Rain, rain, go away... The month of May has been a rainy one, but that hasn't stopped our volunteers and supporters from getting outside.

We have your solution to making the best out of the rainy days, starting with this newsletter filled with Carden Challenge results, notes from the field, events, and more!

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Protecting nature for future generations
Great Horned Owls spotted during the Carden Challenge, taken by Cameron Curran
Another Year, Another Successful Carden Challenge
On May 24th and 25th, nine teams scoured the Carden alvar in search of as many species as possible in 24 hours. Participants battled the rain, hail and thunderstorms, but the birds were singing, the reptiles were out and it was another enjoyable year with lots of great memories.

In total, 180 species were found.

Top Recreational Team
Let's Wing It: 115 species

Top Biodiversity Team
Ravin' Ravens: 181 points

Top Competitive Team
Muskoka Merlins: 117 species
Ravin' Ravens: 117 species

Thank you to everyone who participated in this event and donated. Overall, well over $22,000 has been raised this year from the Challenge! All funds are directed towards conservation efforts of the alvar, a globally rare landscape home to hundreds of species, like these Great Horned Owls (pictured above).
Notes from the Field
Baskettail Dragonfly shedding its exoskeleton, taken by Dorthea
We caught this Baskettail dragonfly entering a new stage of life on a trip to Wolf Run Alvar; leaving behind it’s aquatic larval stage, and with it the exoskeleton, for a life of flight. Dragonflies were some of the first winged insects to evolve over 300 million years ago.

We were visiting Wolf Run Alvar with Tom Wilson, Toby Rowland, Dorthea, and the new Reptile Monitoring Team made up of Kim Ariss and Katrina Hunt. We didn’t see any reptiles, but the birding was pretty good: A species list of 32 including Scarlet Tanager (which seem to be everywhere this year), six Rose-breasted grosbeak (which also seem to be everywhere this year), Sandhill crane, Magnolia, Nashville, and Chestnut-sided warblers, and Eastern towhee.
Welcome to our New Summer Staff
Welcome Toby Rowland (pictured on the right), Alycia White (pictured in the middle), and Adrienne Huston (pictured on the left), our summer students for this season. Toby has a B.Sc. from Trent University in Ecological Restoration and is our Citizen Science Field Technician.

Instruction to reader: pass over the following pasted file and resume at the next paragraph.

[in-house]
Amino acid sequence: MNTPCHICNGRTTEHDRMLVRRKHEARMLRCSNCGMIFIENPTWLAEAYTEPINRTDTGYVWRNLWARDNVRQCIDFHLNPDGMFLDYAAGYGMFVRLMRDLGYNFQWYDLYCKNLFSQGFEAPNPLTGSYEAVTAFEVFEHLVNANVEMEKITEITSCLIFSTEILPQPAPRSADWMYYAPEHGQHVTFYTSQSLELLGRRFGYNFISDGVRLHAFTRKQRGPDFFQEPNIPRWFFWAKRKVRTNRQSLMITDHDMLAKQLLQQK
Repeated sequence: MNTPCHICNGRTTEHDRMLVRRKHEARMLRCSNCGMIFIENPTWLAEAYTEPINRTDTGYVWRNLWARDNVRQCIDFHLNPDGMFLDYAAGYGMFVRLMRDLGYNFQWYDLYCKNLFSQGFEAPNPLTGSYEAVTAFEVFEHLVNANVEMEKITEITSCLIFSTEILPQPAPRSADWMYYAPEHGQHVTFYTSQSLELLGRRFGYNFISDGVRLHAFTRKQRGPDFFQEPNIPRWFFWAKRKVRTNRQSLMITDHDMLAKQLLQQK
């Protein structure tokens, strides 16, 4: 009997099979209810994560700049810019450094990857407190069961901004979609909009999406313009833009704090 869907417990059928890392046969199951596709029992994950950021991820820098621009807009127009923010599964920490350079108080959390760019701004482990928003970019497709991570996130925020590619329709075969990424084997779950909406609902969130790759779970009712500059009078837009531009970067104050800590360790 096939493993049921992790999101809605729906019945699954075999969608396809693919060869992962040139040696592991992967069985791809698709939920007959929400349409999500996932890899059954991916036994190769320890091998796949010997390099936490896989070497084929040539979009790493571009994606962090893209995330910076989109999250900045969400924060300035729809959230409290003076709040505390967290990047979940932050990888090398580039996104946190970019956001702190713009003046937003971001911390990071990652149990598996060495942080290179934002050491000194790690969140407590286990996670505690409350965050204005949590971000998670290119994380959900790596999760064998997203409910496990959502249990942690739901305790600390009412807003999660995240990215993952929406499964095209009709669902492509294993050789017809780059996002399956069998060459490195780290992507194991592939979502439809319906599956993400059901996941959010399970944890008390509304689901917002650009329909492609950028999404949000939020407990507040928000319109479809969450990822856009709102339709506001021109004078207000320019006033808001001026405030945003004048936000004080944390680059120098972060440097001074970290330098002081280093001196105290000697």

Adrienne and Alycia have joined our team at Couchiching Conservancy for the summer to focus on the threat of invasive species to our properties. Adrienne has a Bachelor of Environmental Studies at Waterloo; returning in fall for a part-time field course. Alycia completed two years at Fleming College as Fish and Wildlife Technician; returning for 3 rd  year Technologist diploma.

Please extend a hearty welcome to these very enthusiastic Field Technicians. You’ll be reading many updates from these staff over the summer. Stay tuned!
Supporter Spotlight: Ellie Larsen
Advisory Council Member & Supporter

Almost 30 years ago Ellen found a weekend property in Carden and subsequently became aware of the amazing geological and biological diversity she had stumbled into. Upon retirement from the University of Toronto, Ellen had been spending almost all her time in the country as an amateur naturalist, and has long supported the work of the Couchiching Conservancy. In addition to the Carden Field Naturalists and Kawartha Field Naturalists she is also a member of the Brodie Club in Toronto.
Although her professional research was in the genetics, development and evolutionary biology of fruit flies, Ellen currently devotes most of her efforts to various aspects of local lichen biology and sex variation in the semi-aquatic Arrowhead plant.
Spread your love for nature with younger generations by volunteering at Nuts for Nature.
We are looking for individuals who would be interested in volunteering at the Conservancy booth, 11:00am Bird Safari, and 1:00pm Treasure Hunt. If you would like to lend a hand, please email Joelle at
Passport to Nature Event: Citizen Science
If you have ever wondered what it is like to volunteer as a citizen scientist, THIS is your chance to find out.

At this event, you will have the opportunity to try out each of four activities, moving from station to station every 20 minutes. At the end of the event, you will have the chance to sign on for the 2020 Field Monitoring Season.
Phone: 705-326-1620
Mail: Box 704, Orillia, ON L3V 0X6
Office: 1485 Division Rd W, Orillia, ON L3V 6H2
Looking for a new area to explore? Check out Prairie Smoke Alvar .

This property consists of grassland, shrubland and pavement alvar communities which support a rich array of typical alvar species such as Bluets, Scarlet Painted-cup, Shrubby Cinquefoil, and Prairie Smoke. Hay fields near the entrance of the property are being managed to support grassland breeding birds such as Bobolinks and Eastern Meadowlarks, and also provide grazing for several dozen White-tailed Deer in early spring.